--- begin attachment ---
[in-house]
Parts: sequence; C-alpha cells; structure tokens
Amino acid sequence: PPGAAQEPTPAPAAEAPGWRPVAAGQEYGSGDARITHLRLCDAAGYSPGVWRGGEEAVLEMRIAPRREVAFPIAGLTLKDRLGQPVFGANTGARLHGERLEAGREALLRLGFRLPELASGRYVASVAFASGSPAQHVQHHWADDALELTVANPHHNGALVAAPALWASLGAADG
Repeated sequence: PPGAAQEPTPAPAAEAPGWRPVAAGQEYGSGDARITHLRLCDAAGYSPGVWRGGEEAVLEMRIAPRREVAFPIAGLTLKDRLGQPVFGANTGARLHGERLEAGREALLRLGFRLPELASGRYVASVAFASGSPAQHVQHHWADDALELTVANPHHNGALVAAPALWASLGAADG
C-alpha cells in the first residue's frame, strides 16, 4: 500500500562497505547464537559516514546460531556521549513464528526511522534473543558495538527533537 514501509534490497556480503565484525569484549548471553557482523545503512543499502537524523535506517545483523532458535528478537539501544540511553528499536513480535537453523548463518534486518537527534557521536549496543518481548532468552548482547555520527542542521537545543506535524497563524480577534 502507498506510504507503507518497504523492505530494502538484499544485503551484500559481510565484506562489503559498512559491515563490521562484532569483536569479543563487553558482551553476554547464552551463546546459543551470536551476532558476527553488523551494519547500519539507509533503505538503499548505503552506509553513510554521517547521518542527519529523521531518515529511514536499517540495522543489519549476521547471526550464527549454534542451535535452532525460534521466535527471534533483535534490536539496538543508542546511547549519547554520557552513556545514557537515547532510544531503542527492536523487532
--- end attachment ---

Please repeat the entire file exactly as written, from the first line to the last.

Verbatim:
[in-house]
Parts: sequence; C-alpha cells; structure tokens
Amino acid sequence: PPGAAQEPTPAPAAEAPGWRPVAAGQEYGSGDARITHLRLCDAAGYSPGVWRGGEEAVLEMRIAPRREVAFPIAGLTLKDRLGQPVFGANTGARLHGERLEAGREALLRLGFRLPELASGRYVASVAFASGSPAQHVQHHWADDALELTVANPHHNGALVAAPALWASLGAADG
Repeated sequence: PPGAAQEPTPAPAAEAPGWRPVAAGQEYGSGDARITHLRLCDAAGYSPGVWRGGEEAVLEMRIAPRREVAFPIAGLTLKDRLGQPVFGANTGARLHGERLEAGREALLRLGFRLPELASGRYVASVAFASGSPAQHVQHHWADDALELTVANPHHNGALVAAPALWASLGAADG
C-alpha cells in the first residue's frame, strides 16, 4: 500500500562497505547464537559516514546460531556521549513464528526511522534473543558495538527533537 514501509534490497556480503565484525569484549548471553557482523545503512543499502537524523535506517545483523532458535528478537539501544540511553528499536513480535537453523548463518534486518537527534557521536549496543518481548532468552548482547555520527542542521537545543506535524497563524480577534 502507498506510504507503507518497504523492505530494502538484499544485503551484500559481510565484506562489503559498512559491515563490521562484532569483536569479543563487553558482551553476554547464552551463546546459543551470536551476532558476527553488523551494519547500519539507509533503505538503499548505503552506509553513510554521517547521518542527519529523521531518515529511514536499517540495522543489519549476521547471526550464527549454534542451535535452532525460534521466535527471534533483535534490536539496538543508542546511547549519547554520557552513556545514557537515547532510544531503542527492536523487532